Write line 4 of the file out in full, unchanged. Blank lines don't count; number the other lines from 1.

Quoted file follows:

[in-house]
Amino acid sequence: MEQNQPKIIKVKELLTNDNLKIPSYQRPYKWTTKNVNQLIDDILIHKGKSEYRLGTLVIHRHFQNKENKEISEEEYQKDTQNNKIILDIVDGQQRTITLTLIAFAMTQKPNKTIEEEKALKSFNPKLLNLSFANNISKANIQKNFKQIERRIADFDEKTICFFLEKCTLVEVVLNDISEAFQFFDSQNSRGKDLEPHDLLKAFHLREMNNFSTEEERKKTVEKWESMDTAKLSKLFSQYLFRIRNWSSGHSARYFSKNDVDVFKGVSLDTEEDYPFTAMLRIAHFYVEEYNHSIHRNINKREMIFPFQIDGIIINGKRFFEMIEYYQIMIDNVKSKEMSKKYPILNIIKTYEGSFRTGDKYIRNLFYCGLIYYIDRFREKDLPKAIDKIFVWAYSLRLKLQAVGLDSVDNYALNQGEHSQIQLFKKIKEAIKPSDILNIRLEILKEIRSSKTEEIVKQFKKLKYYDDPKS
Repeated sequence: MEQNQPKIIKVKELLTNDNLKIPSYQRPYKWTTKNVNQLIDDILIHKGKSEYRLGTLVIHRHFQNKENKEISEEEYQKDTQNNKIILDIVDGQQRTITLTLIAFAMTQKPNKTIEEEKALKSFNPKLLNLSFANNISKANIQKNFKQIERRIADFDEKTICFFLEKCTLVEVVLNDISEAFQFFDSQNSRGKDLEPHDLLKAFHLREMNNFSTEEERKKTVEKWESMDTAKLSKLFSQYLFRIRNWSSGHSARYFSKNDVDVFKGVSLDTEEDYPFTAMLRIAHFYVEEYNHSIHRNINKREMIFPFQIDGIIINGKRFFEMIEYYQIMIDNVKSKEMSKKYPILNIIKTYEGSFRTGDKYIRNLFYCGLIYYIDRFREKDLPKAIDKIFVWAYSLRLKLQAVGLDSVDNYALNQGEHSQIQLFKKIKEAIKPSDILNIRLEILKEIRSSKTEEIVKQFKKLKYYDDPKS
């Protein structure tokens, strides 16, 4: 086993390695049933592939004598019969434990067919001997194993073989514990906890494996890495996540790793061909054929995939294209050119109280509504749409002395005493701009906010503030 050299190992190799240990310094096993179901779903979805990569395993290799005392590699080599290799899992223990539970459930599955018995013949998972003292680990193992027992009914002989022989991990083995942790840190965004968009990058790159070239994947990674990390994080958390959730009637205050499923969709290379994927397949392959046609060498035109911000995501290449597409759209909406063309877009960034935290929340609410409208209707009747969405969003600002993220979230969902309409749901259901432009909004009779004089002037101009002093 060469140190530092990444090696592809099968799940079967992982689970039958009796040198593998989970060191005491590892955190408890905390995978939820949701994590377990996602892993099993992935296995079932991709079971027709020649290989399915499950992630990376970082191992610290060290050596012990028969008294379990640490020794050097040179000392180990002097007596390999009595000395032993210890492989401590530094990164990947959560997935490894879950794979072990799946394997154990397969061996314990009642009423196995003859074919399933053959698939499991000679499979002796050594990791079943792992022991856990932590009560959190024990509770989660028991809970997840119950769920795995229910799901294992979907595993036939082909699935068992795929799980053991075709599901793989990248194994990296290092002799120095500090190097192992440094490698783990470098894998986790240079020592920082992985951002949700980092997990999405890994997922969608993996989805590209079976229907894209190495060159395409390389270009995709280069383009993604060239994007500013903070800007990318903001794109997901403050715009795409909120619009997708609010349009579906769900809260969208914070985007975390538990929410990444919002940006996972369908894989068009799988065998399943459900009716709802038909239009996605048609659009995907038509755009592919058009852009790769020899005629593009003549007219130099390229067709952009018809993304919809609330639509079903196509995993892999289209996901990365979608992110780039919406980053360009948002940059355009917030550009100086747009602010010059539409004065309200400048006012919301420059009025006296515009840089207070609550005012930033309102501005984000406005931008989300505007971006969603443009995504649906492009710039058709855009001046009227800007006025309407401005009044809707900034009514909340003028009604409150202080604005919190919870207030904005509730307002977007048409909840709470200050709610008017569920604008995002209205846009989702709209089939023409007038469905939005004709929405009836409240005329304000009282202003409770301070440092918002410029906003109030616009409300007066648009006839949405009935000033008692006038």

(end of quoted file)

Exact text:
């Protein structure tokens, strides 16, 4: 086993390695049933592939004598019969434990067919001997194993073989514990906890494996890495996540790793061909054929995939294209050119109280509504749409002395005493701009906010503030 050299190992190799240990310094096993179901779903979805990569395993290799005392590699080599290799899992223990539970459930599955018995013949998972003292680990193992027992009914002989022989991990083995942790840190965004968009990058790159070239994947990674990390994080958390959730009637205050499923969709290379994927397949392959046609060498035109911000995501290449597409759209909406063309877009960034935290929340609410409208209707009747969405969003600002993220979230969902309409749901259901432009909004009779004089002037101009002093 060469140190530092990444090696592809099968799940079967992982689970039958009796040198593998989970060191005491590892955190408890905390995978939820949701994590377990996602892993099993992935296995079932991709079971027709020649290989399915499950992630990376970082191992610290060290050596012990028969008294379990640490020794050097040179000392180990002097007596390999009595000395032993210890492989401590530094990164990947959560997935490894879950794979072990799946394997154990397969061996314990009642009423196995003859074919399933053959698939499991000679499979002796050594990791079943792992022991856990932590009560959190024990509770989660028991809970997840119950769920795995229910799901294992979907595993036939082909699935068992795929799980053991075709599901793989990248194994990296290092002799120095500090190097192992440094490698783990470098894998986790240079020592920082992985951002949700980092997990999405890994997922969608993996989805590209079976229907894209190495060159395409390389270009995709280069383009993604060239994007500013903070800007990318903001794109997901403050715009795409909120619009997708609010349009579906769900809260969208914070985007975390538990929410990444919002940006996972369908894989068009799988065998399943459900009716709802038909239009996605048609659009995907038509755009592919058009852009790769020899005629593009003549007219130099390229067709952009018809993304919809609330639509079903196509995993892999289209996901990365979608992110780039919406980053360009948002940059355009917030550009100086747009602010010059539409004065309200400048006012919301420059009025006296515009840089207070609550005012930033309102501005984000406005931008989300505007971006969603443009995504649906492009710039058709855009001046009227800007006025309407401005009044809707900034009514909340003028009604409150202080604005919190919870207030904005509730307002977007048409909840709470200050709610008017569920604008995002209205846009989702709209089939023409007038469905939005004709929405009836409240005329304000009282202003409770301070440092918002410029906003109030616009409300007066648009006839949405009935000033008692006038």